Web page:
III. Poetic Version of the Story. [Cowper.]

XXXIII. Around the World, No. 17.–From Bombay to Calcutta

and Rangoon .

I. Railroad Journey across Hindostan

365

II. Calcutta, As We Saw it

367

III. The Blind Man and the Elephant. (John G. Šaxe.] 368

IV. Onward to Rangoon

XXXIV. More of Mr. Bardou's Philosophy .

371

1. Life and its Duties. [Emile Souvestre. Adapted.] 371

II. The Brevity of Human Life. [Quarles.]

373

III. Devout Philosophers. [Sir Isaac Newton, Victor

Hugo]

375

XXXV. Around the world, No. 18. [Rev. H. M. Field. Adapted.] 376

I. Rangoon and the Buddhists

376

The Pagoda Bells. [Mrs. Judson.]

378

"That which ye Sow ye Reap.” (Edwin Arnold.]

II. Onward to Singapore

381

XXXVI. Home Scenes and Interests

I. Ralph Duncan

Another Moon Story: (Hans Andersen. "Adapted.] 385

II. Daisies. (All the Year Round.]

389

III. Among Books. (Bion,--Colton,--Horace, Pope, 391

Prescott, Milton,-Burns,- London Economist.] 394

XXXVII. Around the World, No. 19.–From Singapore to Japan 395

I. The Great Indian Archipelago. [Rev. H. M. Field.

Adapted.]

395

II. Hong-Kong, Canton, and the Cantonese. [Brei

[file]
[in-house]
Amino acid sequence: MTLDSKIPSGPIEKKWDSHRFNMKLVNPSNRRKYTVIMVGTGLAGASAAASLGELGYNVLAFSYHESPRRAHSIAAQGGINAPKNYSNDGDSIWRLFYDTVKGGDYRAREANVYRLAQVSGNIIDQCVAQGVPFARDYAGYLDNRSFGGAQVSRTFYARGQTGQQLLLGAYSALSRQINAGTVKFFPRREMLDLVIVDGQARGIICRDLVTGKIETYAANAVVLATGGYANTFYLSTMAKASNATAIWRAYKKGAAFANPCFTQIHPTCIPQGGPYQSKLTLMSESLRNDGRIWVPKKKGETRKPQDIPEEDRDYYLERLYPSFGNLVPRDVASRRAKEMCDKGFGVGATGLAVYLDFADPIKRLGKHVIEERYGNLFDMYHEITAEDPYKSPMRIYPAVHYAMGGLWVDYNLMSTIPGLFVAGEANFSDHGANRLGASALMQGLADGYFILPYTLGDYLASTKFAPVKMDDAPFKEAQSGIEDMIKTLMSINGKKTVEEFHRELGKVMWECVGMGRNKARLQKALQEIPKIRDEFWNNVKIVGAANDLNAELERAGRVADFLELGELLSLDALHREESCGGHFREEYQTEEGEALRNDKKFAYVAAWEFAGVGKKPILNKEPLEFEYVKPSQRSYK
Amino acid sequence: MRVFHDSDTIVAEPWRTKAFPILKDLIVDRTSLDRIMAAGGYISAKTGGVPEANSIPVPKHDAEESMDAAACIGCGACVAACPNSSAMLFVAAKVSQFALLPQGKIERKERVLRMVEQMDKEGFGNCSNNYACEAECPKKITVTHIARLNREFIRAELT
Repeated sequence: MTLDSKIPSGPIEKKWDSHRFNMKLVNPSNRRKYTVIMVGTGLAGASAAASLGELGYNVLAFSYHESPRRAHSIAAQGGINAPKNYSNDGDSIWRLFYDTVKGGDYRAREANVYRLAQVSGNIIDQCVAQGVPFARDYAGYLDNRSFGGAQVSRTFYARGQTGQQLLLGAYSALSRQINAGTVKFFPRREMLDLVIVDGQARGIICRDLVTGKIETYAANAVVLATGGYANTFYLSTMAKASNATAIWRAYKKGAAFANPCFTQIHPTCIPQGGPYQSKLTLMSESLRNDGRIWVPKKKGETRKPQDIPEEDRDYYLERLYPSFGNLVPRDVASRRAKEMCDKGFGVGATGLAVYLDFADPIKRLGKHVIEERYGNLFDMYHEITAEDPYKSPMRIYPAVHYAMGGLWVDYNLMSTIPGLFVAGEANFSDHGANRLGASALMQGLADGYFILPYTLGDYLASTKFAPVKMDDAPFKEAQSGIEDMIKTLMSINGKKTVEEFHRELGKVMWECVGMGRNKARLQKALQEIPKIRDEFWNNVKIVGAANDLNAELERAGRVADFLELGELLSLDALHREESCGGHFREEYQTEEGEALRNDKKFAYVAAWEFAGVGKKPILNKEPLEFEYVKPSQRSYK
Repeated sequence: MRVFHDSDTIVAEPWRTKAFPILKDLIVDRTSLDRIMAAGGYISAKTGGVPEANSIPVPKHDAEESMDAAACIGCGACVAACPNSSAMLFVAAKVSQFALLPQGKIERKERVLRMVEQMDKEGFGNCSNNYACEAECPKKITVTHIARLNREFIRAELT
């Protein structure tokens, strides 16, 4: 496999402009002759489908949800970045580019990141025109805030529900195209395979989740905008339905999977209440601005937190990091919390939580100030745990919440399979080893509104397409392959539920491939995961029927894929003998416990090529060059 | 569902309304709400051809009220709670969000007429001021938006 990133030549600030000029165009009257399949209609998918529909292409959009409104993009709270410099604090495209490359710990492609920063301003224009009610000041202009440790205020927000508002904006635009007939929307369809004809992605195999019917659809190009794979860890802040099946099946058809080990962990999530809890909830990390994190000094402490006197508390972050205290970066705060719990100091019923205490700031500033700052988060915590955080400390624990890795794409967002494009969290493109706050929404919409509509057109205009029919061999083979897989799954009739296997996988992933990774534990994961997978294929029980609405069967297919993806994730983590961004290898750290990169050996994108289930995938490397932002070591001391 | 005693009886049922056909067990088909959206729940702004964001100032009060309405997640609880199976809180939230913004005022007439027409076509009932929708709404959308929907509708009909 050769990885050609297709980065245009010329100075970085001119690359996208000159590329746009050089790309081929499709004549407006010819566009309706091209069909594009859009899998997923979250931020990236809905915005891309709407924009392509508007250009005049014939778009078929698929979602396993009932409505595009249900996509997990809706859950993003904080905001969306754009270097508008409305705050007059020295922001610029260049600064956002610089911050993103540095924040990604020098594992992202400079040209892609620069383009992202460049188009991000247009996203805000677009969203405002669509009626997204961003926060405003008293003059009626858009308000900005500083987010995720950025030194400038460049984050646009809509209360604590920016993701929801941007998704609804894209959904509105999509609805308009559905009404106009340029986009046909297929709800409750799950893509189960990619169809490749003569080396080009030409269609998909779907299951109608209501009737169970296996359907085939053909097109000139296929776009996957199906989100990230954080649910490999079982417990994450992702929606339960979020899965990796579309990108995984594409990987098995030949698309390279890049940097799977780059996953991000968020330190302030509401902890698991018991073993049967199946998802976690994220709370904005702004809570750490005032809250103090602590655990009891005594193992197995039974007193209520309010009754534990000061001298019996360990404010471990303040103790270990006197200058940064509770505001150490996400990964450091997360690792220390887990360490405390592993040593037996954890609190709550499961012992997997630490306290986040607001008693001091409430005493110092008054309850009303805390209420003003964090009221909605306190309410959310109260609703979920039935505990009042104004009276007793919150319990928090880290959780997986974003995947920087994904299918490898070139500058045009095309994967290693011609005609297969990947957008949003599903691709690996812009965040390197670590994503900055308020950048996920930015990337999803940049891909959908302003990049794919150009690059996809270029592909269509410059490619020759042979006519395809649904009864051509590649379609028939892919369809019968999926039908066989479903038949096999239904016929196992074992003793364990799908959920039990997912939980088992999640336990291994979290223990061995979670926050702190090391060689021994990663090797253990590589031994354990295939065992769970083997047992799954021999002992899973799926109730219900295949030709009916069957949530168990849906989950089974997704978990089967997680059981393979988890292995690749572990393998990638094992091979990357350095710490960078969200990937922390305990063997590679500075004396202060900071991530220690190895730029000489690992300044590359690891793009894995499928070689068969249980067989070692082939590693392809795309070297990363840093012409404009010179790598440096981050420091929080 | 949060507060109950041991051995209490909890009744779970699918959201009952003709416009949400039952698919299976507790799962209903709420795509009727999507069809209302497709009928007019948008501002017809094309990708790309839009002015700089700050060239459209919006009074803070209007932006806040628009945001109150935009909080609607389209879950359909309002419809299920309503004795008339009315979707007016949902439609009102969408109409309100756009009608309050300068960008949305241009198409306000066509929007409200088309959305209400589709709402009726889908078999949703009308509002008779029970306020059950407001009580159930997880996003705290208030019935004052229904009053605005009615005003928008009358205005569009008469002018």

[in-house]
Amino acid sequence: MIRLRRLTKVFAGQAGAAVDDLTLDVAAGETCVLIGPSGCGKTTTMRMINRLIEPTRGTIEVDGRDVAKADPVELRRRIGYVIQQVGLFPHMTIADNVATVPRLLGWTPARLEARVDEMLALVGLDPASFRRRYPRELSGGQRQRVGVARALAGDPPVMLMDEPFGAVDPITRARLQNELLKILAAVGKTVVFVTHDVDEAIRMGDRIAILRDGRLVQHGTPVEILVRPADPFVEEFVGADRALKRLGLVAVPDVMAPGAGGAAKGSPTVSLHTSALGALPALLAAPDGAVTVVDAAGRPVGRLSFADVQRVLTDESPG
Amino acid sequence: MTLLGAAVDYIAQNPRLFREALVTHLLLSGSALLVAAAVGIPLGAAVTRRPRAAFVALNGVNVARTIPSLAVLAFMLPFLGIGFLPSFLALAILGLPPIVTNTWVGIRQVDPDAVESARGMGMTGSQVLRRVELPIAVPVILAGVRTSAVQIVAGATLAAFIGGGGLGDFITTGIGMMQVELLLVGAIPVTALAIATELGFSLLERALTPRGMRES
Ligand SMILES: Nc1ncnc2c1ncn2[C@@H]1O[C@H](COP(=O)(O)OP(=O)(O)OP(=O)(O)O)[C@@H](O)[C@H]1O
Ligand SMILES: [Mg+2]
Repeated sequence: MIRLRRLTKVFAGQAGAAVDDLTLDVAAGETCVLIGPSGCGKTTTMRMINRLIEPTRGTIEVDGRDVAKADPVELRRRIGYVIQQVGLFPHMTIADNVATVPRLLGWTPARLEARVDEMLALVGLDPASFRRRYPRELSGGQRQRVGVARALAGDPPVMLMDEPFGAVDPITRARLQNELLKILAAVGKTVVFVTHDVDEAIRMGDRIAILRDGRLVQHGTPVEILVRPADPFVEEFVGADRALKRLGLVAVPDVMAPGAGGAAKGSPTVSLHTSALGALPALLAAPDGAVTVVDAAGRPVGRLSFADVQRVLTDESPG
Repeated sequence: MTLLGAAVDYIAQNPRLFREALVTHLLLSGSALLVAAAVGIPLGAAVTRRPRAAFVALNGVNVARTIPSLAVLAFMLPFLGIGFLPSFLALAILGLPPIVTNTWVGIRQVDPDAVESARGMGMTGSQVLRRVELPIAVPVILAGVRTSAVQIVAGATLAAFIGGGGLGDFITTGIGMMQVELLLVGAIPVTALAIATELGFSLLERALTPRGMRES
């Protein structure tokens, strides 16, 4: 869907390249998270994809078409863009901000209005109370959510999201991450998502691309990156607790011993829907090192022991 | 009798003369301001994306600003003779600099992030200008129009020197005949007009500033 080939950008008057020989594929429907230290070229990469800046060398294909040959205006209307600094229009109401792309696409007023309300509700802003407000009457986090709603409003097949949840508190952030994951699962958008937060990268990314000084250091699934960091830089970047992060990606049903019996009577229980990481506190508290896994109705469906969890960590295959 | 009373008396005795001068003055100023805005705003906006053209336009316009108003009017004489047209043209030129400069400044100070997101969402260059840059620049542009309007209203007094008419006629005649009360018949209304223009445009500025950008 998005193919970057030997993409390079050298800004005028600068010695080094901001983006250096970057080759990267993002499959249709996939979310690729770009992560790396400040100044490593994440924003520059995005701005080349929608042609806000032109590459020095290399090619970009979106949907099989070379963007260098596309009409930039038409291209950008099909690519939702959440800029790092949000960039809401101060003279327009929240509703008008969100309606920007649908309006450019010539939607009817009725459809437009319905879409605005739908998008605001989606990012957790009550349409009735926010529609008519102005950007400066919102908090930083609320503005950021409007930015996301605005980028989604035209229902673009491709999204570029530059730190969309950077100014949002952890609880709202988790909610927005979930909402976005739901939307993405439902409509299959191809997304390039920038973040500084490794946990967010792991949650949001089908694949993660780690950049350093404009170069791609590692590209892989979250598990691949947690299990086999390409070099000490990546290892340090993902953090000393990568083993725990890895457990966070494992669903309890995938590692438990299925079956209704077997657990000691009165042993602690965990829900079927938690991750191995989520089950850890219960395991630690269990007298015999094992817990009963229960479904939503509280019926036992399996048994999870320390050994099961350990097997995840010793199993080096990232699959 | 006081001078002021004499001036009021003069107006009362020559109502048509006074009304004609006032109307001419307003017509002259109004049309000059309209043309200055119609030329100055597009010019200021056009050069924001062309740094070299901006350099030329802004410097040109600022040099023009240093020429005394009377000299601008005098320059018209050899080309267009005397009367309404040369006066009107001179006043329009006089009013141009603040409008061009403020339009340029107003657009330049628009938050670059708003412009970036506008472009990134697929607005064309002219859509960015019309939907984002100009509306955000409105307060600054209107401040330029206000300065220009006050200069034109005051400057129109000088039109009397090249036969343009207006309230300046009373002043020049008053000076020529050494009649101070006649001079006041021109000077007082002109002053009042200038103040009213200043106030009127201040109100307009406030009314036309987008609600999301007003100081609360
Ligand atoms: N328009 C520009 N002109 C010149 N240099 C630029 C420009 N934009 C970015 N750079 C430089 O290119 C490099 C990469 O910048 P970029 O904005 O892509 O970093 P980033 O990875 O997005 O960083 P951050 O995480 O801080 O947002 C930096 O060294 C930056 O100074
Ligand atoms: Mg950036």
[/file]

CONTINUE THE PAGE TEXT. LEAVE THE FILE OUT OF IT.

Harte.]

III. A Chinese Story. (Christopher P. Cranch.)

IV. Chinese Peculiarities

402

V. Onward to Japan.--The Japanese

VI. An Episode.- Enceladus." [Longfellow.j

VII. Telegraphing Home

Thought and the Telegraph. [G. A. Hamilton.] 411

XXXVIII. Philosophical and Historical .

412

I. Mr. Bardou's Philosophy Again. [Ėmile Souvestre:

Adapted.].

II. Webster and Benton. [Peter Harrey. Adapted.] 414

III. Poetry and Philosophy: [Higgins,-Scott,-Crabbe.] 421

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CHAPTER

PAGE

429

XXXIX. Around the World, No. 20.-From Japan to San Fran-
cisco

422
I. Homeward Route.-Change in our Calendar

422
II. Honolulu.-Volcanoes and Earthquakes

424
III. Approaching Land. — Parting Scenes. [W. Scott.] 426
XL. Eloquence and Oratory

429
I. The Road to their Attainment
II. Hamlet's Instruction to the Players. [Shakspeare.] 432
III. Modulation in Reading and Speaking. [Lloyd.] 434
IV. Alaric the Visigoth. - The Dirge of Alaric. [E. 435
Everett.].

435
V. Speech of Rienzi to the Romans. '[Miss Milford.] 439
XLI. Around the World, No. 21. — From San Francisco,
Home!

441
I. Carl Hoffmann Again
II. A Surprise .

442
III. The Press.— Newspaper Correspondents

443
IV. On the Iron Road." (Mackay.]

444
What the Engines Said. [Bret Harte.]
XLII. The Welcome Home
Part I. Introductory

448

Part II. The American Indian. [Charles Sprague.] 450

Part III. The Inflexible Mr. Leslie. [English Magazine.] 452

1. The Prologue.-2. The Dramatic Scene

452

Part IV. Mrs. Rose's Tea-Party. [Adapted, from a bor-

rowel manuscript.] .

460

XLIII. Supplementary Chapter.-A Kansas Letter

469

The Volunteer Counsel. [Anon. An Adaptation.]

471

Appendix

477

THE FIFTH

FIFTH READER.

CHAPTER I.-INTRODUCTORY.

1. At the beginning of a new volume, let it be understood that we are still at Lake View, and that we have now something additional to record about the school there, which we hope may interest and profit our readers.